Interferometer-controlled soft X-ray scanning photoemission microscope at SOLEIL

Interferometer-controlled soft X-ray scanning photoemission microscope at SOLEIL

José Avila, Ivy Razado-Colambo, Stephane Lorcy, Jean-Luc Giorgetta, François Polack and María C. Asensio Synchrotron SOLEIL
Orme des Merisiers - Saint Aubin
BP 48 - 91192 - GIF SUR YVETTE Cedex
FRANCE
Abstract

ANTARES beamline (BL), a new soft X-ray scanning photoemission microscope located at the SOLEIL synchrotron storage ring has been recently designed, built and commissioned. The implemented interferometer control allows the accurate measurement of the transverse position of the Fresnel zone plate (FZP) relative to the sample. An effective sample position feedback has been achieved during experiments in static mode, with a fixed FZP position required to perform nano Angle-Resolved Photoelectron Spectroscopy (Nano-ARPES) measurements. Likewise, long-term stability has been attained for the FZP position relative to the sample during the translation of the FZP when performing typical X-ray absorption experiments around the absorption edges of light elements. Moreover, a fully automatic feedback digital control of the interferometric system provides extremely low orthogonal distortion of the recorded two-dimensional images. The microscope is diffraction limited with the resolution set to several tens of nanometers by the quality of the zone plates. Details on the design of the interferometric system and a brief description of the first commissioning results are presented here.

I Introduction

In a scanning X-ray microscope, a small spot of X-ray is raster scanned relative to the sample to create an image one pixel at a time while a suitable signal is monitored under computer control. In ANTARES, the signal is recorded by a high energy resolution Scienta R4000 spectrometer that ensures a good energy- and angle-resolved photoelectron detection in the range of 10 eV to 1000 eV. A specially designed BL optics guarantees a homogeneous and coherent illumination of a set of FZPs, which focalizes the beam spot up to a few tens of nanometers, depending on the performance of the FZP being utilized. The BL is completed with an advanced Nano-ARPES microscope [1], with precise sample handling capabilities, non-magnetic and fully compatible with ultra high vacuum conditions. The piezo stages allow not only a precise mechanical scanning and positioning of the samples but also a fast and highly reproducible instrument alignment with respect to the photon beam and analyzer focus. The microscope consists of fourteen independent axis manipulators which focus the beam and perform sample scanning with nanometric accuracy. The sample position relative to the focal distance of the FZP is controlled with high precision during experiments at a constant or variable photon energy by a continuous interferometric monitoring and an automatic feedback mechanism [2].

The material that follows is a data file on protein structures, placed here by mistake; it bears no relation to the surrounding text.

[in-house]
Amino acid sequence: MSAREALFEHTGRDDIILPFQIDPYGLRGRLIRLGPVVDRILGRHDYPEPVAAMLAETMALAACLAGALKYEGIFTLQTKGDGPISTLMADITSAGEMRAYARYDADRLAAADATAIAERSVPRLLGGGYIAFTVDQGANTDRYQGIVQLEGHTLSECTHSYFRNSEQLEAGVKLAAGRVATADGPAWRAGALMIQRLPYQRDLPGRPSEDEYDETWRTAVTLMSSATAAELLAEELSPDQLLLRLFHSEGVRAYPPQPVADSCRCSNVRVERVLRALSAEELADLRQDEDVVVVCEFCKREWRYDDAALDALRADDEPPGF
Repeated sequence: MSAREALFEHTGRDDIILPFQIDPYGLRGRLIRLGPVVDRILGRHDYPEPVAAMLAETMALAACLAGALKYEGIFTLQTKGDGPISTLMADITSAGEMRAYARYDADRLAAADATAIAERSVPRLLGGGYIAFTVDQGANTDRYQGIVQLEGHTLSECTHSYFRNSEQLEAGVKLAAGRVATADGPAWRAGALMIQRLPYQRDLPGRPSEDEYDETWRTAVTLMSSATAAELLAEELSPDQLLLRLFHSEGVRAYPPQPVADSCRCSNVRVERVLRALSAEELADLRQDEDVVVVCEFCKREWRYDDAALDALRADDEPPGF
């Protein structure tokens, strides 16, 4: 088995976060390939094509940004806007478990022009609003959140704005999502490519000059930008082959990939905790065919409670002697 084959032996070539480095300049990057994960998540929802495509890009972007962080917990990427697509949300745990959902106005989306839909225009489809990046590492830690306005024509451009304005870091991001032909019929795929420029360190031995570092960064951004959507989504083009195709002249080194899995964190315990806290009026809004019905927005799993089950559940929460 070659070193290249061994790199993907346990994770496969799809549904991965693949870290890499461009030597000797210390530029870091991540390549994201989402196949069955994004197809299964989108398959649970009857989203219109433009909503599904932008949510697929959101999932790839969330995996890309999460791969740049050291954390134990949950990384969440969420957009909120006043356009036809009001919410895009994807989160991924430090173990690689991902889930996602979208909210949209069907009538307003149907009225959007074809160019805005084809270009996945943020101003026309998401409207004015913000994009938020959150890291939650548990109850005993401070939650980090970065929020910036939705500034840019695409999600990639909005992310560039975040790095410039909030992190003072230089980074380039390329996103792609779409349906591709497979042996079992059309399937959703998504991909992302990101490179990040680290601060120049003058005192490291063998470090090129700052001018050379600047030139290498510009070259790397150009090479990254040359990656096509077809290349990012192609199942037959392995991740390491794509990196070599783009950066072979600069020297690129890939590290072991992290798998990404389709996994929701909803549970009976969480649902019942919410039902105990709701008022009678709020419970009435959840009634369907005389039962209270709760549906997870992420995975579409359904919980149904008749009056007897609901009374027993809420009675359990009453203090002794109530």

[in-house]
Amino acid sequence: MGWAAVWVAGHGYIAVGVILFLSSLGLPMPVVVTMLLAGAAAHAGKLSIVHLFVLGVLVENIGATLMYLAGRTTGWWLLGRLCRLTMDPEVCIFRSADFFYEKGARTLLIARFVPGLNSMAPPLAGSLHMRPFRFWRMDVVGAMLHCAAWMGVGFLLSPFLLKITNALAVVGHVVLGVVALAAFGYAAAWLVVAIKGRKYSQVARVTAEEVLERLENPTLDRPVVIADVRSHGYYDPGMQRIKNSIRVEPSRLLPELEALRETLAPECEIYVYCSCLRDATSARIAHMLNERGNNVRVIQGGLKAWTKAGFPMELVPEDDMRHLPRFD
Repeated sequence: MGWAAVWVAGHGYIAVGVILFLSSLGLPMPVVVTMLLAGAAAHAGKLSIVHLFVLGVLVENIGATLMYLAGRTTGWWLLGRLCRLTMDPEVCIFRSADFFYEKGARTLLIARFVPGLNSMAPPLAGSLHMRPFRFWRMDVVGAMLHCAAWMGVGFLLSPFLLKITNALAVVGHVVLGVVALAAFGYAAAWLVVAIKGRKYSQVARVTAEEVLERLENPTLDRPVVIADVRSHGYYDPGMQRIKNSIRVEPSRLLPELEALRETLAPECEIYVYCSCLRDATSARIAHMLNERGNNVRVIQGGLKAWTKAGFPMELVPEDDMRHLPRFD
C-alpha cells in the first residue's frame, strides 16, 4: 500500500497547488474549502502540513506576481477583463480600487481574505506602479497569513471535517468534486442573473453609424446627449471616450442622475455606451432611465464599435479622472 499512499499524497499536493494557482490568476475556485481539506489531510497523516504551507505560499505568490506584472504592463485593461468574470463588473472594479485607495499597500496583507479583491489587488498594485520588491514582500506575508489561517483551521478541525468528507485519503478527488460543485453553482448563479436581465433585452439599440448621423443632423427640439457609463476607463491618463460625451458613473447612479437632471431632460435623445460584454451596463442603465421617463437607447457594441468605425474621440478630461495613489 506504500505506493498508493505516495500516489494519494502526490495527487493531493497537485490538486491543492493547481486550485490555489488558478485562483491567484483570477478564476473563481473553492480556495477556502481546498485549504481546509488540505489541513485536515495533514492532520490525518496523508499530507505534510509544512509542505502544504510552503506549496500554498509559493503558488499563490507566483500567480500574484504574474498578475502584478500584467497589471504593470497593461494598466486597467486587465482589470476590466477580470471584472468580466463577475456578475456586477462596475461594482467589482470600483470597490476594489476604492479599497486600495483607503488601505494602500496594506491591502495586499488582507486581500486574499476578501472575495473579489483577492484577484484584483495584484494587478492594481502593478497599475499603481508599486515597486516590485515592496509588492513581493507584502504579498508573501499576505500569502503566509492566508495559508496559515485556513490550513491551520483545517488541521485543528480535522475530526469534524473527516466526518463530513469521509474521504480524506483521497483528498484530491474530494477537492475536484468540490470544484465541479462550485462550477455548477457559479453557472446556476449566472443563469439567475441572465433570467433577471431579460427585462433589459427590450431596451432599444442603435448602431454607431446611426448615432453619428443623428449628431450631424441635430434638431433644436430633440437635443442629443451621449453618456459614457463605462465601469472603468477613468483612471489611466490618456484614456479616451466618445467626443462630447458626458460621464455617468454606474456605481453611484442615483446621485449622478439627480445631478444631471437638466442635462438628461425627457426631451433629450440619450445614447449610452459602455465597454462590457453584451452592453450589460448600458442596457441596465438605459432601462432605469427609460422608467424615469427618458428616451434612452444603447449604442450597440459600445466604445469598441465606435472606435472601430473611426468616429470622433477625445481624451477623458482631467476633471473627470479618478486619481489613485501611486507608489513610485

Figure 1: The left panel is a CAD drawing showing the monolithic manipulator that holds the sample and the FZP mounted in the ANTARES microscope. Six laser beams along the horizontal (x-s) and vertical (z-s) planes (s is the direction of the incident X-ray beam) are reflected on the sample and FZP mirrors. The top right panel displays the standard quality of the six individual interferometer signals as Lissajous curves corresponding to the X and Z positions of the sample and the FZP, respectively. The equations at the bottom right of the figure indicate the corrected X and Z positions of the sample which are calculated as a function of the interferometric signals.

Ii Interferometer

Direct interferometric differential measurement of the position of the FZP with respect to the sample is implemented in the ANTARES microscope, (see Fig. 1). Three laser beams are placed in the horizontal (x-s) plane. Two of them are dedicated to measure the X coordinate of the FZP and its angular deviation. The third horizontal laser beam records the X coordinate of the sample. Three additional laser beams are placed in the vertical plane to get the equivalent information in a plane (z-s) perpendicular to the horizontal one. Two double and two single beams of the SP-series SIOS miniature plane-mirror interferometers (Models SP 120/500/2000) are used with the mirrors mounted to the FZP carrier and the sample, respectively. The precision of this configuration is 2.5 nm. These laser-interferometers are permanently placed in a dedicated vacuum chamber close and independent to the analysis chamber. The beam from the He-Ne laser source is transmitted to its respective sensor head by a fiber optic cable. The interferometers convert motions of their planar mirror along the beam axis into optical interference signals that are transmitted to their optoelectronic signal processing/power supply units for processing and output as lengths. The use of a closed-loop piezo stage motion with a differential interferometer as a feedback is one of the major reasons for the remarkable stability and reproducibility of the ANTARES microscope.